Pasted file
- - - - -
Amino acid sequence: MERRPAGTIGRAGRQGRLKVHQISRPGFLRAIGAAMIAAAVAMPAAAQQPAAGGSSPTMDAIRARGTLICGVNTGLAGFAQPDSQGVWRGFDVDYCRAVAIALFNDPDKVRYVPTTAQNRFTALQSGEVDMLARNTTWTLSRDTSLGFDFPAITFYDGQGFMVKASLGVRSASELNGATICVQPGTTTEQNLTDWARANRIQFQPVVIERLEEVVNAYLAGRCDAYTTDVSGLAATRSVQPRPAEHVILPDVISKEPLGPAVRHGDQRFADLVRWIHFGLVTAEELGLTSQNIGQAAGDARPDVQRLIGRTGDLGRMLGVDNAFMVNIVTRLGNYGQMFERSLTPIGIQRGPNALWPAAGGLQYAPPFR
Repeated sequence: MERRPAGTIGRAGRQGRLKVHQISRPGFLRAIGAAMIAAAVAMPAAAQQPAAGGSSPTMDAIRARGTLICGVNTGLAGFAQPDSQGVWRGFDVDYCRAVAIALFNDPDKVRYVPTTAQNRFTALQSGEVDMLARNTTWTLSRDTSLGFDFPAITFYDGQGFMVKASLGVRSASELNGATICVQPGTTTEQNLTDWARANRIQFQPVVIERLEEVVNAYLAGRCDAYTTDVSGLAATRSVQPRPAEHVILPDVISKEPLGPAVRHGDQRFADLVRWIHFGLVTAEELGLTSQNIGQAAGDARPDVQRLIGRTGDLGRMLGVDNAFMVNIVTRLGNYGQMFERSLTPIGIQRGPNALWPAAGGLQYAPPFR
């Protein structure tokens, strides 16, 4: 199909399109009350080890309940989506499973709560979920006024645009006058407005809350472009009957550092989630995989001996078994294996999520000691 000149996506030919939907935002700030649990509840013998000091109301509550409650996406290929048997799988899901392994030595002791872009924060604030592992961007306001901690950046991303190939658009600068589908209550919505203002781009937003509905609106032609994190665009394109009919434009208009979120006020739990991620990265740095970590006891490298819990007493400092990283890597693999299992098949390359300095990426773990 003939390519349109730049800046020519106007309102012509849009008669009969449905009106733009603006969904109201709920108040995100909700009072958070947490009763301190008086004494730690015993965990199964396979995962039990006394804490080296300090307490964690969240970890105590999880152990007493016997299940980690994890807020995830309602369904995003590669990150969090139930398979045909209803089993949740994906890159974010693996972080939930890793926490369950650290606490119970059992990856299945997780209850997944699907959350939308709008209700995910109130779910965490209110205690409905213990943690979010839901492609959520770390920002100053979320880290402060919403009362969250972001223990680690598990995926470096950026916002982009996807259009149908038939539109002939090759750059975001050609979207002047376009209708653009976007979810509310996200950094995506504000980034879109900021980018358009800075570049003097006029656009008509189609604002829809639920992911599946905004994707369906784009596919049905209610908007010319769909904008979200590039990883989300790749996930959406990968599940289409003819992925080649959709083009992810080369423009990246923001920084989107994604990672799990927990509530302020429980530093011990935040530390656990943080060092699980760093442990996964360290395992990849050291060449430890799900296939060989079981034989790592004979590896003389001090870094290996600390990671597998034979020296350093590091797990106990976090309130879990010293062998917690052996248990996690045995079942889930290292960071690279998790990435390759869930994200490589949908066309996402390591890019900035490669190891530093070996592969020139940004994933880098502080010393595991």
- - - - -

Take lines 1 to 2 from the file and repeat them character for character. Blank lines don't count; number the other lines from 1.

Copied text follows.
Amino acid sequence: MERRPAGTIGRAGRQGRLKVHQISRPGFLRAIGAAMIAAAVAMPAAAQQPAAGGSSPTMDAIRARGTLICGVNTGLAGFAQPDSQGVWRGFDVDYCRAVAIALFNDPDKVRYVPTTAQNRFTALQSGEVDMLARNTTWTLSRDTSLGFDFPAITFYDGQGFMVKASLGVRSASELNGATICVQPGTTTEQNLTDWARANRIQFQPVVIERLEEVVNAYLAGRCDAYTTDVSGLAATRSVQPRPAEHVILPDVISKEPLGPAVRHGDQRFADLVRWIHFGLVTAEELGLTSQNIGQAAGDARPDVQRLIGRTGDLGRMLGVDNAFMVNIVTRLGNYGQMFERSLTPIGIQRGPNALWPAAGGLQYAPPFR
Repeated sequence: MERRPAGTIGRAGRQGRLKVHQISRPGFLRAIGAAMIAAAVAMPAAAQQPAAGGSSPTMDAIRARGTLICGVNTGLAGFAQPDSQGVWRGFDVDYCRAVAIALFNDPDKVRYVPTTAQNRFTALQSGEVDMLARNTTWTLSRDTSLGFDFPAITFYDGQGFMVKASLGVRSASELNGATICVQPGTTTEQNLTDWARANRIQFQPVVIERLEEVVNAYLAGRCDAYTTDVSGLAATRSVQPRPAEHVILPDVISKEPLGPAVRHGDQRFADLVRWIHFGLVTAEELGLTSQNIGQAAGDARPDVQRLIGRTGDLGRMLGVDNAFMVNIVTRLGNYGQMFERSLTPIGIQRGPNALWPAAGGLQYAPPFR